The sphere of political representation has come to a close. From left to right, it's the same nothingness striking the pose of an emperor or a savior, the same sales assistants adjusting their discourse according to the findings of the latest surveys. Those who still vote seem to have no other intention than to desecrate the ballot box by voting as a pure act of protest. We're beginning to suspect that it's only against voting itself that people continue to vote. Nothing we're being shown is adequate to the situation, not by far. In its very silence, the populace seems infinitely more mature than all these puppets bickering among themselves about how to govern it. The ramblings of any Belleville Chibani (arabic for old man) contain more wisdom than all the declarations of our so-called leaders. The lid on the social kettle is shut triple-tight, and the pressure inside continues to build. From out of Argentina, the specter of Que Se Vayan Todos (They All Must Go!-the chant of the 2001 Argentine rebellion) is beginning to seriously haunt the ruling class.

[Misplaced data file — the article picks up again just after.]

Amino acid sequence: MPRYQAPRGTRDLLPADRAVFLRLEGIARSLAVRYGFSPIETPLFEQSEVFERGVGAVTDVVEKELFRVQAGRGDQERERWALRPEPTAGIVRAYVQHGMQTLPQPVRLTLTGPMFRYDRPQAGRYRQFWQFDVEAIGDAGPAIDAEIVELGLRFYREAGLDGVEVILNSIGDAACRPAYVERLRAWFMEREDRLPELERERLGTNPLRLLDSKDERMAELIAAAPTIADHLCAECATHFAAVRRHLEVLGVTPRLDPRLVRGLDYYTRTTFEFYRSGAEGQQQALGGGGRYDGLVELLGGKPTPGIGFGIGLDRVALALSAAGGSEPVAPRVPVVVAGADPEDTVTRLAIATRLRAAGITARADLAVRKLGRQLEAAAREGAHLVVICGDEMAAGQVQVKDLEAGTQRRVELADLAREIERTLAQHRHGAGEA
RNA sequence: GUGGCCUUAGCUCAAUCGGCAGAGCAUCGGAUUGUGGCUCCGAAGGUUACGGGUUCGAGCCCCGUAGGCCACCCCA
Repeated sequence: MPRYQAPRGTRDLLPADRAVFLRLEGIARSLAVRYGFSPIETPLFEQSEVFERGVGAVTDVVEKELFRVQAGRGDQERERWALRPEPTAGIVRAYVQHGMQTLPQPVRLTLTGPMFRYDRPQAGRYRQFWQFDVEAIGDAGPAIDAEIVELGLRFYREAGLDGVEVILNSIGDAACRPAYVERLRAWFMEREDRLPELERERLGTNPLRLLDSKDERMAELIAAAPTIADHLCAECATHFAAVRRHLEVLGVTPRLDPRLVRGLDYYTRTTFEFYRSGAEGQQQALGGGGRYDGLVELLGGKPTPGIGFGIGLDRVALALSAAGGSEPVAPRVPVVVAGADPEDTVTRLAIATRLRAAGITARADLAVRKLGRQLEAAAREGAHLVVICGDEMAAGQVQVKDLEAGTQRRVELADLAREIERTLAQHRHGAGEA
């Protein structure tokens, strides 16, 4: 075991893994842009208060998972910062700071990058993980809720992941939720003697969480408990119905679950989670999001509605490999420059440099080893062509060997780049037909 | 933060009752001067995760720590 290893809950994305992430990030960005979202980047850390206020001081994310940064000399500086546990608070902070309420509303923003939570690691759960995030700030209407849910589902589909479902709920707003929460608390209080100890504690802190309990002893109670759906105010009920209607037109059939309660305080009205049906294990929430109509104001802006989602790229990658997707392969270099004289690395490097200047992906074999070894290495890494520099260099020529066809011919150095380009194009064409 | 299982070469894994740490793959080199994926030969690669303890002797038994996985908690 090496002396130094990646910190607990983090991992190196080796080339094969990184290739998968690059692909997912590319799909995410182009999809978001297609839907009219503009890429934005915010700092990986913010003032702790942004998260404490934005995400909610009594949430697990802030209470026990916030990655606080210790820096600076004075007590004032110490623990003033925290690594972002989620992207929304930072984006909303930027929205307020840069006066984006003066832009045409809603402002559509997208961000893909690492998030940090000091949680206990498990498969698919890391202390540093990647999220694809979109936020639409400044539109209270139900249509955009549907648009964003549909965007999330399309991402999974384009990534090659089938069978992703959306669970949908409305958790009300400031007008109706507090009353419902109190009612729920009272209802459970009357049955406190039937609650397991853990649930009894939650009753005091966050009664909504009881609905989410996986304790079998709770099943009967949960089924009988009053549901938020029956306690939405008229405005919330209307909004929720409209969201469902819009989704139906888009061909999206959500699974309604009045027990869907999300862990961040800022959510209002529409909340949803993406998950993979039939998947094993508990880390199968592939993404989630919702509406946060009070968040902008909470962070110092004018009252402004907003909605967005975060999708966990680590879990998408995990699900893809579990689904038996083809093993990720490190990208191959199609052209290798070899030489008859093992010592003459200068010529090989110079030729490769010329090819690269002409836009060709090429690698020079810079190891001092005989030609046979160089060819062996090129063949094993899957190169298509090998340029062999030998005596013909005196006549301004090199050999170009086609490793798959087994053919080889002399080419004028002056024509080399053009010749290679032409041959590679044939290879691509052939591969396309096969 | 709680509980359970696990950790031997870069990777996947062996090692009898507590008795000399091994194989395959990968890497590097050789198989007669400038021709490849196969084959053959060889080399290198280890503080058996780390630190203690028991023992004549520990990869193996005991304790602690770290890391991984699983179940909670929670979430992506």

It's only when the anonymous authors of 'The Coming Insurrection' start to contemplate this social upheaval that I find myself getting seriously irritated. They savage all forms of organisation, even local community or citizen groups, as mimicking "the form, mores and language of miniature states." They rely on pure spontaneity and outbursts of dis-organised violence as in urban rioting (they talk a lot about the banlieues riots in France, 2005) as a method of contestation. Like the anti-civilization anarcho-primitives they embrace catastrophe and disaster, a form of left-wing survivalism, failing to realise that the breakdown of society and the frightening chaos ensuing, can lead to the victims embracing the police and the authorities or fascism and Stalinism, to bring some form of stability. The largest experiment in libertarian socialism or workers self-management was carried out in Catalonia, Spain in 1936, where anarcho-syndicalism, a form of directly democratic but highly organised, working class based anarchism held sway. Although spontaneity played a role as it always does, without the long organising period of the CNT-AIT union, the Spanish Revolution would not have survived as long as it did. There is no alternative either in the community or in the work place to organisation.